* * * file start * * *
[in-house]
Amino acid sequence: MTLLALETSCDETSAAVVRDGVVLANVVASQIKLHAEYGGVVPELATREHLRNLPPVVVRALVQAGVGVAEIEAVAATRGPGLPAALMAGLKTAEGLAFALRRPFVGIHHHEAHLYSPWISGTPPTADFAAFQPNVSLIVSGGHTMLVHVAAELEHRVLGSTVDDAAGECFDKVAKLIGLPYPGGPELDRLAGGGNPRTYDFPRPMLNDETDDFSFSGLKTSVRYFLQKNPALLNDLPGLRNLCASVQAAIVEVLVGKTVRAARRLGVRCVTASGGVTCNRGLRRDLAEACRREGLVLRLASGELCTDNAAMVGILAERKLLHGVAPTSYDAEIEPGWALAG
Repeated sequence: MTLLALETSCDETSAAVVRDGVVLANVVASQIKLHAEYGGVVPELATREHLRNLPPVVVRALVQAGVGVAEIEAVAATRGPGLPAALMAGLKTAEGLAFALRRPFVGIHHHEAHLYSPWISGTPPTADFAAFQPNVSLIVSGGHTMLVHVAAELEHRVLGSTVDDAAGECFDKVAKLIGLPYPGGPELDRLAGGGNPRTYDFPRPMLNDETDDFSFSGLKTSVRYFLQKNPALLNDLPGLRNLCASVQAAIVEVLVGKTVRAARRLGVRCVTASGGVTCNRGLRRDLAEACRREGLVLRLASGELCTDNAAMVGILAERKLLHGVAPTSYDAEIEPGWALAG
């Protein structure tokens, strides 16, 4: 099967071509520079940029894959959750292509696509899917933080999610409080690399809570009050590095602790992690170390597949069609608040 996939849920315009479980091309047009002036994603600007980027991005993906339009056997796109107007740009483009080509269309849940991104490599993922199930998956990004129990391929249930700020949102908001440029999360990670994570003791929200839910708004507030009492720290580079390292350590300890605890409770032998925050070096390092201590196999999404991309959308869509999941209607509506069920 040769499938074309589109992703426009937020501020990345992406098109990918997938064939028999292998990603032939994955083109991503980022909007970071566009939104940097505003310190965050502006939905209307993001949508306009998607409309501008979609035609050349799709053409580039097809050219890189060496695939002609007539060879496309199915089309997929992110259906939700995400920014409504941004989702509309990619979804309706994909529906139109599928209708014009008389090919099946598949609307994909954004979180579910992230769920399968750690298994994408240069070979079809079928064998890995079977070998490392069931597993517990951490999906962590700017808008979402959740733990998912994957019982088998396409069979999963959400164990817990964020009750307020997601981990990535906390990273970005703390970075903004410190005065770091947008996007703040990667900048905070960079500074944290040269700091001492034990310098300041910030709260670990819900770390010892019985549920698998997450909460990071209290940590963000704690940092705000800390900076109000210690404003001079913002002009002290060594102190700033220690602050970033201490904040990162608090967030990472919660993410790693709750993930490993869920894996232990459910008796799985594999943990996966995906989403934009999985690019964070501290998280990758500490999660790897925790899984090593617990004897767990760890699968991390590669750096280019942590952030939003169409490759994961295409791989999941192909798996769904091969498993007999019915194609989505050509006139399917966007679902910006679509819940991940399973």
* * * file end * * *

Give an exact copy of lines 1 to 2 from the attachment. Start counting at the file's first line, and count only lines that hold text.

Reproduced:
[in-house]
Amino acid sequence: MTLLALETSCDETSAAVVRDGVVLANVVASQIKLHAEYGGVVPELATREHLRNLPPVVVRALVQAGVGVAEIEAVAATRGPGLPAALMAGLKTAEGLAFALRRPFVGIHHHEAHLYSPWISGTPPTADFAAFQPNVSLIVSGGHTMLVHVAAELEHRVLGSTVDDAAGECFDKVAKLIGLPYPGGPELDRLAGGGNPRTYDFPRPMLNDETDDFSFSGLKTSVRYFLQKNPALLNDLPGLRNLCASVQAAIVEVLVGKTVRAARRLGVRCVTASGGVTCNRGLRRDLAEACRREGLVLRLASGELCTDNAAMVGILAERKLLHGVAPTSYDAEIEPGWALAG